(CTN News) – On Saturday, a Chinese rocket fell back to Earth over the Indian Ocean, but NASA said Beijing hadn’t shared “specific trajectory information.”
U.S. Space Command said the Long March 5B rocket re-entered over the Indian Ocean at 12:45 pm EDT Saturday (1645 GMT), but referred questions about “reentry’s technical aspects” to China.
NASA Administrator Bill Nelson said all spacefaring nations should follow established best practices and share information about potential debris impacts in advance. Using space responsibly and ensuring people’s safety on Earth depends on doing so.”
There was a video posted on social media in Malaysia of what appeared to be rocket debris.
In an uncontrolled reentry, the Chinese rocket’s entire main-core stage – which weighs 22.5 tons (about 48,500 pounds) – crashed to Earth, according to Aerospace Corp.
Analysts earlier this week predicted that the Chinese rocket body would disintegrate as it plunged through the atmosphere, but that many chunks would survive and rain debris over an area 1,240 miles long by 70 miles wide.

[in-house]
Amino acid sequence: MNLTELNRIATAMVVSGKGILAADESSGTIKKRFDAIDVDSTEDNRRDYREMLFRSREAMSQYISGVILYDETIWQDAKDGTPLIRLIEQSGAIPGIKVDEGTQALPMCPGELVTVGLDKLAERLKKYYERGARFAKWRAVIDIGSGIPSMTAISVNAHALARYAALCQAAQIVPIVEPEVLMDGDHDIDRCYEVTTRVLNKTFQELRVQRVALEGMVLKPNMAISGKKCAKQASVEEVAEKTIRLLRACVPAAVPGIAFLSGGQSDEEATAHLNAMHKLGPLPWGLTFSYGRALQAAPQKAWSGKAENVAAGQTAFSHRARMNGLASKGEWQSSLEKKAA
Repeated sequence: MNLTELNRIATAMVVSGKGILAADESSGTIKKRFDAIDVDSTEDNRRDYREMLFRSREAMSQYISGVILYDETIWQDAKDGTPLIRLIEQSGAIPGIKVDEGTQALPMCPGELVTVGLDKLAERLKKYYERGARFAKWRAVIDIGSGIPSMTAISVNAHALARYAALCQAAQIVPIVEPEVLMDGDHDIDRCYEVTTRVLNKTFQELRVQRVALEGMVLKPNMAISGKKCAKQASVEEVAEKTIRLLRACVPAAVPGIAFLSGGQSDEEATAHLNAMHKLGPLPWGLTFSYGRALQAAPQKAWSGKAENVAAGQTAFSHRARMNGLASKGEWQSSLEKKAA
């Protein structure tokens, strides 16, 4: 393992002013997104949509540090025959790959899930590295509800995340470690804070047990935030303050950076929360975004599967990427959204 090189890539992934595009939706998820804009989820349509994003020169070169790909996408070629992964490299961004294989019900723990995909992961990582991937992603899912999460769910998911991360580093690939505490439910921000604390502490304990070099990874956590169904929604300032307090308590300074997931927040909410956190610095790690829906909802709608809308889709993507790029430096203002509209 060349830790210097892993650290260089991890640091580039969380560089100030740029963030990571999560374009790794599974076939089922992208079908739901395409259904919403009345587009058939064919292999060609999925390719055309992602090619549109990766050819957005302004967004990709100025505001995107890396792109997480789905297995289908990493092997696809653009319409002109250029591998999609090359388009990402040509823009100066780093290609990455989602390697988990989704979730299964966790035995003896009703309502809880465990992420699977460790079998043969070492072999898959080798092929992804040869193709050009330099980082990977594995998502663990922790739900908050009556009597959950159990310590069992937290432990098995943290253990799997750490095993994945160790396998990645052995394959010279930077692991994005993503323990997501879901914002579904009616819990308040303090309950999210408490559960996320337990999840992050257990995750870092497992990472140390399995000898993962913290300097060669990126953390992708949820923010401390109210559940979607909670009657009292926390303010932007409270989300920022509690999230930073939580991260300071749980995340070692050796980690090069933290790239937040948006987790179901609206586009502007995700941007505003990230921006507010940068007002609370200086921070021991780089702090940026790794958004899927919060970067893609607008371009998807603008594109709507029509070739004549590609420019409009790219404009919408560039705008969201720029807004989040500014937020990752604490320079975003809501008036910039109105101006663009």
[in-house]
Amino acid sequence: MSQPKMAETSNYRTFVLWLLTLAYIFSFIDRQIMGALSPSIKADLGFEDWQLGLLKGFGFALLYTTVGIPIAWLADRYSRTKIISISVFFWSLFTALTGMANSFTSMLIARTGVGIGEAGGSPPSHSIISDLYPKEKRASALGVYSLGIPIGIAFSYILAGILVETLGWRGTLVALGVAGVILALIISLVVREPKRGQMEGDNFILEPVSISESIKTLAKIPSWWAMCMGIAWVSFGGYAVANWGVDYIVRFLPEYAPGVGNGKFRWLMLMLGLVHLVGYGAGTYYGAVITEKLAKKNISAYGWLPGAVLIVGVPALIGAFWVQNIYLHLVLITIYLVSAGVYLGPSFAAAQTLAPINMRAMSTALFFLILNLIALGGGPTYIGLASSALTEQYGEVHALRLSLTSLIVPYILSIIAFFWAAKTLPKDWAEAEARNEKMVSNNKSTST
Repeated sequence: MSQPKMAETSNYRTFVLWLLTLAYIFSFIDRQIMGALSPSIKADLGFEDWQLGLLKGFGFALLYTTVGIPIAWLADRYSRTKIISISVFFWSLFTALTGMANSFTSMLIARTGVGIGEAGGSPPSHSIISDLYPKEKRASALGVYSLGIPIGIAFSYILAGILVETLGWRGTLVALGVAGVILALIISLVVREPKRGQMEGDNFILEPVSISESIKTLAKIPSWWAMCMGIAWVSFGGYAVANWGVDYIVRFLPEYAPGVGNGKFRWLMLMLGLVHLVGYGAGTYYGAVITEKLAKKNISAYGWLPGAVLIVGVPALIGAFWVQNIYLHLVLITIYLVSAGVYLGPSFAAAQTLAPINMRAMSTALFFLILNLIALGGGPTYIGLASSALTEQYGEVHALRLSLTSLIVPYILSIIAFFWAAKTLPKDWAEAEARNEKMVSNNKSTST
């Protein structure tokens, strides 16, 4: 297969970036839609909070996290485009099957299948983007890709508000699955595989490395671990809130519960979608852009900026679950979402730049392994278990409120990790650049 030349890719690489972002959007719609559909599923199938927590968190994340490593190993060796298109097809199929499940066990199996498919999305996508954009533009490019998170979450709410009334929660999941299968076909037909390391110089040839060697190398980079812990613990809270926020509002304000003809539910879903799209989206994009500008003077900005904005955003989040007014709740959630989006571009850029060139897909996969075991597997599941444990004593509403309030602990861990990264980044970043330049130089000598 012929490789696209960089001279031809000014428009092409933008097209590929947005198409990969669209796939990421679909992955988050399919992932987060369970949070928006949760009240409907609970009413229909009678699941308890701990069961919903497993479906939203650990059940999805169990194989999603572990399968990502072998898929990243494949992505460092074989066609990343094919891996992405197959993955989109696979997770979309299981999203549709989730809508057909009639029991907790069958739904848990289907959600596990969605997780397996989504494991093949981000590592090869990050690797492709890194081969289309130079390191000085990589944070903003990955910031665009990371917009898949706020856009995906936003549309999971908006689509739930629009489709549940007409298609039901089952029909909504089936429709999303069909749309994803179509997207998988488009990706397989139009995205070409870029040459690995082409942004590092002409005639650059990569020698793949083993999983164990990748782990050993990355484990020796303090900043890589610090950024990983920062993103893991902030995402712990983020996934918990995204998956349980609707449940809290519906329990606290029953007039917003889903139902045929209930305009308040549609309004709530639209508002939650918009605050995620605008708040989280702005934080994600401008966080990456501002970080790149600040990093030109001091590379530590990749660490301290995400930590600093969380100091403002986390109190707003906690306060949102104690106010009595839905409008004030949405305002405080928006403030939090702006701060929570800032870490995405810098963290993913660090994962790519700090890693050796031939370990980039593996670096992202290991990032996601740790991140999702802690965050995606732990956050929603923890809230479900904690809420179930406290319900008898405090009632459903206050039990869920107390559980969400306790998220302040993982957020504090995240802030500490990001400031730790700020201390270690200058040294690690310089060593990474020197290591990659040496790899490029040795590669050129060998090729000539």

The Chinese Embassy in Washington declined to comment. The Chinese government earlier this week said it would closely monitor the debris, but said it posed little risk to anyone on the ground.
Chinese rocket Long March 5B launched July 24 to deliver a laboratory module to the new Chinese space station in orbit, marking its third flight since 2020.
The Ivory Coast was damaged by fragments of another Chinese Long March 5B in 2020, but no injuries were reported.
The United States, he said, generally designs its Chinese rockets to avoid large, uncontrolled re-entries – an imperative largely observed since large chunks of NASA’s Skylab space station fell from orbit in 1979.
In May 2021, NASA and others accused China of being opaque after it kept silent about the estimated debris trajectory and the reentry window.
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